There are so many blogs that I love reading, but probably the one that I’m most excited to read is Royan Lee’s Spicy Learning Blog. Royan shares numerous creative ideas and asks many thought-provoking questions that constantly have me re-examining my teaching practices. His writing style also makes his blog posts easy to read, which I enjoy if I’m perusing them before my morning coffee or after a busy day at school. 🙂

9. What is one of your professional goals for next year?

I find it hard to narrow my focus down to just one goal, but I do have three big goals for next year. I blogged about them on the We Inspire Futures blog. I guess you could say that I have literacy goal, a math goal, and a technology/learning goal. 🙂

10. What is your favourite inspirational quote for education?

My favourite inspirational quote for education is actually at the bottom of all of my emails, and it’s, “If they don’t learn the way you teach, teach the way they learn.” I wish that I know who said this quote, but it’s one that I live by. My philosophy of education is actually summed up by these very words.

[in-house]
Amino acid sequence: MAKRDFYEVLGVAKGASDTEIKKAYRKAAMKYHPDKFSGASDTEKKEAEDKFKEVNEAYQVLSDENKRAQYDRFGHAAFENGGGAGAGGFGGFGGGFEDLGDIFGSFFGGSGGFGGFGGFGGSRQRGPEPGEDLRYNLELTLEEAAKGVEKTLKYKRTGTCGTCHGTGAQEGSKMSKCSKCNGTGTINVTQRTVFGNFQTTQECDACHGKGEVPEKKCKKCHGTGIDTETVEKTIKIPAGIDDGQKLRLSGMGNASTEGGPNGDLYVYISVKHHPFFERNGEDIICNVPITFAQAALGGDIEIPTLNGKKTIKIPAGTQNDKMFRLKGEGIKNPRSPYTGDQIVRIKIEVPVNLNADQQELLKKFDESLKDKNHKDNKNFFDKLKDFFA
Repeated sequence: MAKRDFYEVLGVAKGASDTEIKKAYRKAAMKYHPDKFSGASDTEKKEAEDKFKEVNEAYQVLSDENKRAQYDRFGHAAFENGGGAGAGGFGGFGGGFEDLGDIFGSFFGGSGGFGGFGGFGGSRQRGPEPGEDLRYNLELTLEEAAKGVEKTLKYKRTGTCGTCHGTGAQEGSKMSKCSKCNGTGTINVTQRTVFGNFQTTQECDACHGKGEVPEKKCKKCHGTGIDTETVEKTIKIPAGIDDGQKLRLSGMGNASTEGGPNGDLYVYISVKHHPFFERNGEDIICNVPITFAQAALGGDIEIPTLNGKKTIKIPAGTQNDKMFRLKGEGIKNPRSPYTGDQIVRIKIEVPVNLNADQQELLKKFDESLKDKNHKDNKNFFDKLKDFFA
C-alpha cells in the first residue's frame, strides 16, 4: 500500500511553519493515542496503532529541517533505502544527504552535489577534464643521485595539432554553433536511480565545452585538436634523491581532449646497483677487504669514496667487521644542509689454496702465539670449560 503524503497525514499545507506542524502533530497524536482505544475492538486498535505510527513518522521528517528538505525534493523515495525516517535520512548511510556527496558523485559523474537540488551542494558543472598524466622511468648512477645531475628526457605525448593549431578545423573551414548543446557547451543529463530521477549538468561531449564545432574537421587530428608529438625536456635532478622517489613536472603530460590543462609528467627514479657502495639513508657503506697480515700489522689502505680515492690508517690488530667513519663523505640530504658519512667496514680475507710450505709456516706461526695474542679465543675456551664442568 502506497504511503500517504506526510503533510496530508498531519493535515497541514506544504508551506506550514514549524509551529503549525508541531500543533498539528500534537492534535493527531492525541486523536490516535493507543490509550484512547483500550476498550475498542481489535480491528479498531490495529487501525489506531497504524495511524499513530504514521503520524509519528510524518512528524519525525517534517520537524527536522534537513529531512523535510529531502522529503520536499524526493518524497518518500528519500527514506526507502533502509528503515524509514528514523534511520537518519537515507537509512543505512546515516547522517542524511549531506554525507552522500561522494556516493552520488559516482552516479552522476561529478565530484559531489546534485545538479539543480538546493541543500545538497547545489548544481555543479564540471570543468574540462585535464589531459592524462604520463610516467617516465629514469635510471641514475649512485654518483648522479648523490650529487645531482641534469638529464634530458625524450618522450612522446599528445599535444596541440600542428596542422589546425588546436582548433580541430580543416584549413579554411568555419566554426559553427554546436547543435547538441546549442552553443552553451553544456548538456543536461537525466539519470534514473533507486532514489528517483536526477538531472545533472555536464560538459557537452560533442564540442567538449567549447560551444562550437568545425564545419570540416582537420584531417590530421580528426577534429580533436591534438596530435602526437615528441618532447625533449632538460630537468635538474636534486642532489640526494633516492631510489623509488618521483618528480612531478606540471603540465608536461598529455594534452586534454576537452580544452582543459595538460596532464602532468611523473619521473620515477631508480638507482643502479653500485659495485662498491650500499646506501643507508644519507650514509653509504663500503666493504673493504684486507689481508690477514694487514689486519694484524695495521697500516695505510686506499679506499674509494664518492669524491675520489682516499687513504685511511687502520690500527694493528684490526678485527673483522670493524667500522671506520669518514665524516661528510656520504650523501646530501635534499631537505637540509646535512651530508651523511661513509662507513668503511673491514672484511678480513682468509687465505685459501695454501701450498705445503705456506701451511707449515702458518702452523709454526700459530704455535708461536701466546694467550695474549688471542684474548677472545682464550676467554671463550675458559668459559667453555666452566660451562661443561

11. Why do you blog?

I blog for so many reasons, and in fact, I even blogged about this very topic. You can see here the Top 10 Reasons Why I Blog. This post is old, but it’s still accurate.

Eleven Random Facts About Me

1. My sister is 13 months younger than me, but she skipped Grade 1, so we basically went through school together.

2. I just bought my first Mac computer (like Lorraine as well), and I’m absolutely loving it. I’m actually writing this blog post — my very first one — from my MacBook Pro. It’s really exciting! 🙂

3. I love to read, and I’m a really fast reader as well. I can usually read a book or two a day. I spend as much holiday time as possible reading.

4. I have a very eclectic group of favourite authors. I love suspense novels written by James Patterson and John Sandford, light fictional reads by Sophie Kinsella, and more classical literature, like those novels written by Charles Dickens. My favourite book of all time is Nicholas Nickleby.